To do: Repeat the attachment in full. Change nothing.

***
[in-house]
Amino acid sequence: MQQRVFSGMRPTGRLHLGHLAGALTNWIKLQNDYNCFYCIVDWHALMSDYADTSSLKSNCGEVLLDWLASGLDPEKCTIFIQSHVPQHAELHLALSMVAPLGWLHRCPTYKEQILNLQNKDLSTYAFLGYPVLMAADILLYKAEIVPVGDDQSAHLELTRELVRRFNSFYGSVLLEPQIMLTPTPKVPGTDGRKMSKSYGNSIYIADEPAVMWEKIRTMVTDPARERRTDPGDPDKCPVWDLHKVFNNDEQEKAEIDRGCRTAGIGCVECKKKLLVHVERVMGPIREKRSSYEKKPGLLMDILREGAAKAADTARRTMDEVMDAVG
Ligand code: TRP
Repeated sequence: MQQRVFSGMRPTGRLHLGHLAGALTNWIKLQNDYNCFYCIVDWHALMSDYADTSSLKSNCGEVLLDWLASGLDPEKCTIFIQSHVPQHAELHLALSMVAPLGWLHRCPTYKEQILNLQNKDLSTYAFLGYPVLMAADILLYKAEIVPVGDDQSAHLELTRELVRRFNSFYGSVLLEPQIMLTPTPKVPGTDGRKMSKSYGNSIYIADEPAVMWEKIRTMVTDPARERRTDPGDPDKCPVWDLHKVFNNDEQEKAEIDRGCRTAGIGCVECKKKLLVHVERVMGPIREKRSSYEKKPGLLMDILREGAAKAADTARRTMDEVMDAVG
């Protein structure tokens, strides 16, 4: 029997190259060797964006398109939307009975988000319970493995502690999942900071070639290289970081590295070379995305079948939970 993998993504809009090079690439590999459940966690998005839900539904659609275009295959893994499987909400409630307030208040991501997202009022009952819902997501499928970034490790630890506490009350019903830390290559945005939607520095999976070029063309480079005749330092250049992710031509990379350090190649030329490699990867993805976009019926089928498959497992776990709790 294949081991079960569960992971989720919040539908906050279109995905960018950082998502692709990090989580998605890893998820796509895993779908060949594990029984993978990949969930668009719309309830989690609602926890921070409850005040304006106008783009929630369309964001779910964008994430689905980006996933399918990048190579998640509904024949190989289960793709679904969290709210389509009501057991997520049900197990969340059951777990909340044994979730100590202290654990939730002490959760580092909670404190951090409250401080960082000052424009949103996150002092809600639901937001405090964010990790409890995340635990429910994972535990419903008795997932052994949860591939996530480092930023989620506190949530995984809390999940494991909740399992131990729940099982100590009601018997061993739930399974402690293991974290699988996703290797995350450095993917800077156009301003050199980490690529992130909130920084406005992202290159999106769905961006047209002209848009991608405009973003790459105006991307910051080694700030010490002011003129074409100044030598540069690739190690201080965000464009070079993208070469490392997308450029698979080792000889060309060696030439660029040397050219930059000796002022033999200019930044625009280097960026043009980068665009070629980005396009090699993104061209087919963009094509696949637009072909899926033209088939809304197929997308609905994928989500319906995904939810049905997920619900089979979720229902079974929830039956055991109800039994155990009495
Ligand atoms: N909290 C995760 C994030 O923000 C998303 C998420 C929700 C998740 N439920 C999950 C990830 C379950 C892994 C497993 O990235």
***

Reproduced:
[in-house]
Amino acid sequence: MQQRVFSGMRPTGRLHLGHLAGALTNWIKLQNDYNCFYCIVDWHALMSDYADTSSLKSNCGEVLLDWLASGLDPEKCTIFIQSHVPQHAELHLALSMVAPLGWLHRCPTYKEQILNLQNKDLSTYAFLGYPVLMAADILLYKAEIVPVGDDQSAHLELTRELVRRFNSFYGSVLLEPQIMLTPTPKVPGTDGRKMSKSYGNSIYIADEPAVMWEKIRTMVTDPARERRTDPGDPDKCPVWDLHKVFNNDEQEKAEIDRGCRTAGIGCVECKKKLLVHVERVMGPIREKRSSYEKKPGLLMDILREGAAKAADTARRTMDEVMDAVG
Ligand code: TRP
Repeated sequence: MQQRVFSGMRPTGRLHLGHLAGALTNWIKLQNDYNCFYCIVDWHALMSDYADTSSLKSNCGEVLLDWLASGLDPEKCTIFIQSHVPQHAELHLALSMVAPLGWLHRCPTYKEQILNLQNKDLSTYAFLGYPVLMAADILLYKAEIVPVGDDQSAHLELTRELVRRFNSFYGSVLLEPQIMLTPTPKVPGTDGRKMSKSYGNSIYIADEPAVMWEKIRTMVTDPARERRTDPGDPDKCPVWDLHKVFNNDEQEKAEIDRGCRTAGIGCVECKKKLLVHVERVMGPIREKRSSYEKKPGLLMDILREGAAKAADTARRTMDEVMDAVG
């Protein structure tokens, strides 16, 4: 029997190259060797964006398109939307009975988000319970493995502690999942900071070639290289970081590295070379995305079948939970 993998993504809009090079690439590999459940966690998005839900539904659609275009295959893994499987909400409630307030208040991501997202009022009952819902997501499928970034490790630890506490009350019903830390290559945005939607520095999976070029063309480079005749330092250049992710031509990379350090190649030329490699990867993805976009019926089928498959497992776990709790 294949081991079960569960992971989720919040539908906050279109995905960018950082998502692709990090989580998605890893998820796509895993779908060949594990029984993978990949969930668009719309309830989690609602926890921070409850005040304006106008783009929630369309964001779910964008994430689905980006996933399918990048190579998640509904024949190989289960793709679904969290709210389509009501057991997520049900197990969340059951777990909340044994979730100590202290654990939730002490959760580092909670404190951090409250401080960082000052424009949103996150002092809600639901937001405090964010990790409890995340635990429910994972535990419903008795997932052994949860591939996530480092930023989620506190949530995984809390999940494991909740399992131990729940099982100590009601018997061993739930399974402690293991974290699988996703290797995350450095993917800077156009301003050199980490690529992130909130920084406005992202290159999106769905961006047209002209848009991608405009973003790459105006991307910051080694700030010490002011003129074409100044030598540069690739190690201080965000464009070079993208070469490392997308450029698979080792000889060309060696030439660029040397050219930059000796002022033999200019930044625009280097960026043009980068665009070629980005396009090699993104061209087919963009094509696949637009072909899926033209088939809304197929997308609905994928989500319906995904939810049905997920619900089979979720229902079974929830039956055991109800039994155990009495
Ligand atoms: N909290 C995760 C994030 O923000 C998303 C998420 C929700 C998740 N439920 C999950 C990830 C379950 C892994 C497993 O990235």